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Bacon and other Good Eats Cooking, recipes, how-tos, etc

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Old 02-09-2016, 07:25 PM   #11 (permalink)
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Also - Do you guys sell your brews or have them at tastings or is it simply for your own pleasure?
Little from column A, little from column B, little from column C...

I'll get back to you when I have more time.
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Old 02-10-2016, 02:00 PM   #12 (permalink)
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Now for the newb questions.

Can someone explain to me exactly what I am eliminating by using an extract kit?
You're eliminating the mashing, lautering and sparging processes and the formulation guesswork.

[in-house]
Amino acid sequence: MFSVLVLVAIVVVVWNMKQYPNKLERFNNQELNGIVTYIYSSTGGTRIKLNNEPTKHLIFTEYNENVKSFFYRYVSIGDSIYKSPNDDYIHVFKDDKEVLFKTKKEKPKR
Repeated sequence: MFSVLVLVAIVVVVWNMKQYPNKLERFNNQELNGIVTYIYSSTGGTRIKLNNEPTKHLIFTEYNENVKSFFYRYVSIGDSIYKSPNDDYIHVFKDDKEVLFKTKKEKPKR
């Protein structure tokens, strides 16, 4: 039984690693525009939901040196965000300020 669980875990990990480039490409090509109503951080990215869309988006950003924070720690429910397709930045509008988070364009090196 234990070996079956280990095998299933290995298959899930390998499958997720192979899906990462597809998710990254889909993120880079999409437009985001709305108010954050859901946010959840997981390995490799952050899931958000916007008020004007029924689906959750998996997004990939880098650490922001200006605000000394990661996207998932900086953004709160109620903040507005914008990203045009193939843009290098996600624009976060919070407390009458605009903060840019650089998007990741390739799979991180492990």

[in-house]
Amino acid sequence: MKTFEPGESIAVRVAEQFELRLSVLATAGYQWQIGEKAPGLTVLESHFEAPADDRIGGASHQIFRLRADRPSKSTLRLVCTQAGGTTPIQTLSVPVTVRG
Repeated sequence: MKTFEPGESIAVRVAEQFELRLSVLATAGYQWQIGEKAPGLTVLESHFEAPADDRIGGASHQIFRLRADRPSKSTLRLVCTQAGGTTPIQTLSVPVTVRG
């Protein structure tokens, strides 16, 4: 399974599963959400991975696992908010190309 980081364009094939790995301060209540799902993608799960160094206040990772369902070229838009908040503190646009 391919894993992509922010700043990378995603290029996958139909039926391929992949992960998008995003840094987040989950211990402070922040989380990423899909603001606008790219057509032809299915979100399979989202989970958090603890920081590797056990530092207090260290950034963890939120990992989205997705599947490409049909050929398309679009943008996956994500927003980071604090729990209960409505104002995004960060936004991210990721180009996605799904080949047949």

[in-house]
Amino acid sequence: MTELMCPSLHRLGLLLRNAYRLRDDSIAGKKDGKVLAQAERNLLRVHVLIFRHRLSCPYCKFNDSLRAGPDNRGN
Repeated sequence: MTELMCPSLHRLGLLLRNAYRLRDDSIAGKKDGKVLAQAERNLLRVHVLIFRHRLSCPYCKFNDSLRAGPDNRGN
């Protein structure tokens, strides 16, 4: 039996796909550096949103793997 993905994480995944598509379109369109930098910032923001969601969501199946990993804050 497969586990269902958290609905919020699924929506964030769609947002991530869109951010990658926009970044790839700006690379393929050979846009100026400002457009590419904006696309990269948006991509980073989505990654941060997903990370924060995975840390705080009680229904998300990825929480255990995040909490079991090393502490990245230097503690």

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And by using a kit, it's technically someone else's recipe, no?
Only if you use as directed

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I'd like to eventually brew my own beer, my own design and flavor... Not just add water. (though I see water is actually what makes a huge difference among different types of brew)
Get some experience, read malt/grain and hops descriptions and read through recipes, that way you'll become familiar with what malt/hops tastes/smells like what and in what proportion it's usually added for said taste/smell.

As far as water; if you want something basic, get a sediment and activated charcoal filter, that'll eliminate the chlorine and other smelly/coloring compounds and leave the ion profile alone. If you want total control, you can get an RO filter and the salts you want, that way you can adjust the ion content to your liking (this is bordering on extreme levels of anal retention IMO).

As for the "Also - Do you guys sell your brews or have them at tastings or is it simply for your own pleasure? " part: